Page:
As Michael German, former FBI agent and fellow at the Brennan Center for Justice, noted, “What I get concerned about is where the plot is being hatched by the FBI,” adding, “There has been a clear effort to manufacture plots.”

The Fort Dix Five case is no exception. In that case, two informants were used to rope five Muslim men into a terrorism conspiracy – four out of five of the men are currently serving out life sentences. 

The fifth, Serdar Tatar, of Turkish origin, is serving thirty-three years. Tatar voluntarily contacted the FBI six months before his arrest, claiming that he believed a Muslim man he’d met at the mosque was planning on committing a terrorist attack. The man Tatar was referring to was the informant.

The two informants in the case were hardly good Samaritans. One informant, a serial con artist was paid nearly a quarter of a million dollars during his snitching stint, while the other fled to Albania after an attempted murder. In Albania, blood feuds are still commonplace.

The sting lasted sixteen months, during which the government procured over 300 hours of informant-generated wire recordings, over 10,000 FISA intercepted wiretaps, created more than 300 surveillance logs cataloguing the movements of the men, and generated over 300 FBI 302s.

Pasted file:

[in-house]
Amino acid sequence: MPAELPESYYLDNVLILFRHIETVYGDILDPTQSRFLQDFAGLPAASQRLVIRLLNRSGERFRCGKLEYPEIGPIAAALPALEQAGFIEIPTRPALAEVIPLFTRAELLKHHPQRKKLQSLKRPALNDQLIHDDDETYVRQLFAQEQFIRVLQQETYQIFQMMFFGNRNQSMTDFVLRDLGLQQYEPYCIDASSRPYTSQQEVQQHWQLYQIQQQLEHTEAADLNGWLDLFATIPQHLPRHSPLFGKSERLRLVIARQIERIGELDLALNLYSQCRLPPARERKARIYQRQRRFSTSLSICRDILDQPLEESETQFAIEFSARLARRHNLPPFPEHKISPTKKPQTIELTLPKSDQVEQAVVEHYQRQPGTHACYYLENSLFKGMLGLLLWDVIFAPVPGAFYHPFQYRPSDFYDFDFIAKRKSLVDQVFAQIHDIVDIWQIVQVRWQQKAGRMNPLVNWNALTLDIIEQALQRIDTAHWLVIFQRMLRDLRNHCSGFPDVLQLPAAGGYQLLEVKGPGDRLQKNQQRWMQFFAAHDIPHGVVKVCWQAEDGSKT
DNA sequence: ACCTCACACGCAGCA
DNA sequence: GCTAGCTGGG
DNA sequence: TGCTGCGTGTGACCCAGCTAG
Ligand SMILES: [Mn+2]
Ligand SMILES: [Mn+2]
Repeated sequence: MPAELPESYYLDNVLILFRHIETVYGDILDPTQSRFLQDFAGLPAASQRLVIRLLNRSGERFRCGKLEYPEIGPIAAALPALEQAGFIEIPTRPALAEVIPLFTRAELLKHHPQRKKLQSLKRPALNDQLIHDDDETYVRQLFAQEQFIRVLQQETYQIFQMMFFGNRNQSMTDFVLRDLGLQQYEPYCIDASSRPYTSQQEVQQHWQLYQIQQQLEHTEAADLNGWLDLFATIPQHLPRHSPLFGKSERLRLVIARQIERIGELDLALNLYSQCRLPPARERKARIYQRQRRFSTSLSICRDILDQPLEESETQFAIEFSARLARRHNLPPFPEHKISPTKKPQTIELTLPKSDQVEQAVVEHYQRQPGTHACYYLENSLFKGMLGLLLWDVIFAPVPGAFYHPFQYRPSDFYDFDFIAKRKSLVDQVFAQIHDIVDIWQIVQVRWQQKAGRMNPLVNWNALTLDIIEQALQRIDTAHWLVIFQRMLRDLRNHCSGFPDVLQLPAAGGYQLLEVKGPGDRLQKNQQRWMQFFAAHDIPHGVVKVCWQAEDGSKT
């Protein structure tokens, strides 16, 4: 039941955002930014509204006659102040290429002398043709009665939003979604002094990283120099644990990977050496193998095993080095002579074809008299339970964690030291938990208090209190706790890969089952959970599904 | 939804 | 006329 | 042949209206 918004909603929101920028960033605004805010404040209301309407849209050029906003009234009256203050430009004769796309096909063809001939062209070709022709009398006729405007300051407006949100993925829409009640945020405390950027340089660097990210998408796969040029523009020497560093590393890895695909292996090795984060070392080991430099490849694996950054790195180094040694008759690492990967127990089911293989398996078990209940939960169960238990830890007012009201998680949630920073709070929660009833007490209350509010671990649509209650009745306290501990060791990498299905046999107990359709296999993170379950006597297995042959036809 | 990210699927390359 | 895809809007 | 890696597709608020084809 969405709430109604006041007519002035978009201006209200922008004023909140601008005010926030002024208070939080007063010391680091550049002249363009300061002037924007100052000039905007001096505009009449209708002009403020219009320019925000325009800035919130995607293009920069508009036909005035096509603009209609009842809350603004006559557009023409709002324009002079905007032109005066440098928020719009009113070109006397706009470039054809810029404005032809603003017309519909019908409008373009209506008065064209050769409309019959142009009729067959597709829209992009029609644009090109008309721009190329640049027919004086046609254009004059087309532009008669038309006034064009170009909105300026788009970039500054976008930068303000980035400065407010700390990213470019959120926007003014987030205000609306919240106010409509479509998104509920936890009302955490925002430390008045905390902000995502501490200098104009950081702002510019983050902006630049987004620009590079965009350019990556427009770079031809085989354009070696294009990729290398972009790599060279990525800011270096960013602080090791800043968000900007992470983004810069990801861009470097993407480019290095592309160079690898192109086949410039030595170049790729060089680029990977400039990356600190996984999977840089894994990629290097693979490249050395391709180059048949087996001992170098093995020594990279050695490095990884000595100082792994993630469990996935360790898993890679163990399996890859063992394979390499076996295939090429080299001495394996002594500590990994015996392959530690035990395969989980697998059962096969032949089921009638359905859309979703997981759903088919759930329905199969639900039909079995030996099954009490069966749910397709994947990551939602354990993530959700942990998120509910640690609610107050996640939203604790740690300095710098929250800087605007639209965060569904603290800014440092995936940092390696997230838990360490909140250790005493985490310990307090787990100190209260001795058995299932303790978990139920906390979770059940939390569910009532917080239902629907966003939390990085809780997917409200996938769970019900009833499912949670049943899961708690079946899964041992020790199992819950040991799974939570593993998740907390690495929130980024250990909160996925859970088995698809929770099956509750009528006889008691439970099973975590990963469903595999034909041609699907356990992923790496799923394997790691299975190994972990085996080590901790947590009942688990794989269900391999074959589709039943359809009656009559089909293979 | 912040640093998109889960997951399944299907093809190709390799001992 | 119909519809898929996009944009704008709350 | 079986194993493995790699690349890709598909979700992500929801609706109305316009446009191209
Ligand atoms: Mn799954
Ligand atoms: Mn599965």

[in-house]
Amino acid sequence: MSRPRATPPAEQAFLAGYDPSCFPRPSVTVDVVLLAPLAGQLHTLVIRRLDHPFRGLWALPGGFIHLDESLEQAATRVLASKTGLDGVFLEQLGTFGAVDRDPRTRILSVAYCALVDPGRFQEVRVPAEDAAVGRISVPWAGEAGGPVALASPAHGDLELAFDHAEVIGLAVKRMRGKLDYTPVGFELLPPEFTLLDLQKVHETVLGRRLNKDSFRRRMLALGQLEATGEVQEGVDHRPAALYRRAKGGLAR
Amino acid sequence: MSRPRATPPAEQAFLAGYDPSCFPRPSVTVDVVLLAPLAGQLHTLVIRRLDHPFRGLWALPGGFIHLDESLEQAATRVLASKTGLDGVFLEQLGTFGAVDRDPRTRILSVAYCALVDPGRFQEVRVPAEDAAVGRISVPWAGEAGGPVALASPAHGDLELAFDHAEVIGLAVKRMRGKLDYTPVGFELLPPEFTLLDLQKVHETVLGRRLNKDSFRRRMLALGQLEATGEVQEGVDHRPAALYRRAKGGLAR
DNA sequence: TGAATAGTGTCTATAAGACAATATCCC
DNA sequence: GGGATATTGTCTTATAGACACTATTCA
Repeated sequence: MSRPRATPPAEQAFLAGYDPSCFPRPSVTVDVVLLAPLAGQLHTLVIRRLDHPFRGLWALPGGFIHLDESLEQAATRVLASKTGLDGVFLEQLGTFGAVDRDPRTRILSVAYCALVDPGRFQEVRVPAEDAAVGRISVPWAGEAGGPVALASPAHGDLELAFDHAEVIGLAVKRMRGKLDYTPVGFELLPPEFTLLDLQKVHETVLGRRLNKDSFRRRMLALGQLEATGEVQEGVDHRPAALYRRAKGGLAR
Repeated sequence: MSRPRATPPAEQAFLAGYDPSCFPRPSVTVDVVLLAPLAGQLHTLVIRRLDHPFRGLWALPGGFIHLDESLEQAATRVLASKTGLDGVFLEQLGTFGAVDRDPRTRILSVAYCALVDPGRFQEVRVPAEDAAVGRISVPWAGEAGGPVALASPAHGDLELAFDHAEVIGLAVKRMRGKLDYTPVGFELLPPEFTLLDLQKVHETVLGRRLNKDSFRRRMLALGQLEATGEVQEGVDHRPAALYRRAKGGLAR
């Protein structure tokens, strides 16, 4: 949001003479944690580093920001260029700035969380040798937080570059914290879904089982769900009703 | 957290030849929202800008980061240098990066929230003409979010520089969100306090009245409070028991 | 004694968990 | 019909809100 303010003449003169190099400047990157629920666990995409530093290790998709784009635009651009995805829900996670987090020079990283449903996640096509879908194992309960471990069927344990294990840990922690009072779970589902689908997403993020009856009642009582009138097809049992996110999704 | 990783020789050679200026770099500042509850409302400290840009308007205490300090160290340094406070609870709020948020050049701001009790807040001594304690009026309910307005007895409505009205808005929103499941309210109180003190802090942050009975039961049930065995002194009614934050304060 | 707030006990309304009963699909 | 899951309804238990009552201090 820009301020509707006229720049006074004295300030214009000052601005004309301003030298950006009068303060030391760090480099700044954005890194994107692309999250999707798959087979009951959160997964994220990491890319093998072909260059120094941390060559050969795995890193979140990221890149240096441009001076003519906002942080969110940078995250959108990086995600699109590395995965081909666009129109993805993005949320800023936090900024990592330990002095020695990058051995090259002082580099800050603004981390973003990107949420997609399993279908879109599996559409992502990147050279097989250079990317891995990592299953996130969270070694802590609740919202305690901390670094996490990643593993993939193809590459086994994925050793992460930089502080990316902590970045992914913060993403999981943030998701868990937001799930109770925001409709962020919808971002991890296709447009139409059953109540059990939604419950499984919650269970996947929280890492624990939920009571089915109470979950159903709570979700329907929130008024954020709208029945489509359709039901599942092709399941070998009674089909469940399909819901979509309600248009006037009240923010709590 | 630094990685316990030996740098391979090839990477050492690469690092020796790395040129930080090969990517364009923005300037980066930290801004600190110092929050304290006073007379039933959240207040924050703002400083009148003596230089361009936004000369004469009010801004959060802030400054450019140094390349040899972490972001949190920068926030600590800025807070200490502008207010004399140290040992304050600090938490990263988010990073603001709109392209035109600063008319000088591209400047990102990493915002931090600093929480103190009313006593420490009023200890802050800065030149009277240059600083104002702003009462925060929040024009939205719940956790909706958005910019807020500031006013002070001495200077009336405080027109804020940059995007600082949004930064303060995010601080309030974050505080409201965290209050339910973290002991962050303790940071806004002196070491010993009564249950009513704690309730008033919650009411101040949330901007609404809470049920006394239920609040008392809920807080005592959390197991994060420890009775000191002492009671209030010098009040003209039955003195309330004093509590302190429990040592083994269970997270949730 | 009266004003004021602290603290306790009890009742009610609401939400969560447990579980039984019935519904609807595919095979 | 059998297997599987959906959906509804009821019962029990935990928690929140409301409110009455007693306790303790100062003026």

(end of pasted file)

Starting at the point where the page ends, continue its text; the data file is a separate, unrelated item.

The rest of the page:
And despite the deluge of surveillance, the prosecution failed to produce one piece of direct evidence showing a conspiracy to harm US military existed – not one conversation, not one phone call between the men indicating they had a plan. 

Instead, the jury was presented with inflammatory videos one of the targets of the sting downloaded to a computer – 95 percent of the videos were downloaded at the time that the informant was requesting him for videos. 

Dire need of reform

Indeed, the FBI should investigate legitimate threats domestically. However, investigating actual threats and creating them through the use of crooked informants are not the same.

When nearly 50 percent of wrongful convictions in capital cases are attributable to informant testimony, despite the availability of forensic evidence to serve as a check and balance, the perils for wrongful convictions for inchoate crimes is likely significantly higher. 

Law Professor Peter Margulies criticises the pitfalls in prosecuting criminal conspiracy in his book Law’s Detour, saying, “Sometimes the alleged agreement that formed the basis for prosecution came perilously close to thought crime.”

These wrongful convictions severely impact immediate family members as well as the community at large. In the Fort Dix Five case, three of the men convicted are brothers. Last September, their father died of cancer. None of them was able to be with him during his last moments or attend his funeral. Two of the men became first-time fathers after their arrests. 

The community impact is likewise noteworthy - there’s a significant damper on speech, stemming from a legitimate fear of being targeted by informants for speaking openly about specific topics, a palpable feeling of being watched. 

The shutdown is over for at least the next three weeks, but moving forward Congress should scrutinise the FBI’s budget, particularly when it comes to informants who directly threaten the civil liberties of a minority religious population and people of colour. 

Comprehensive criminal justice reform is long overdue.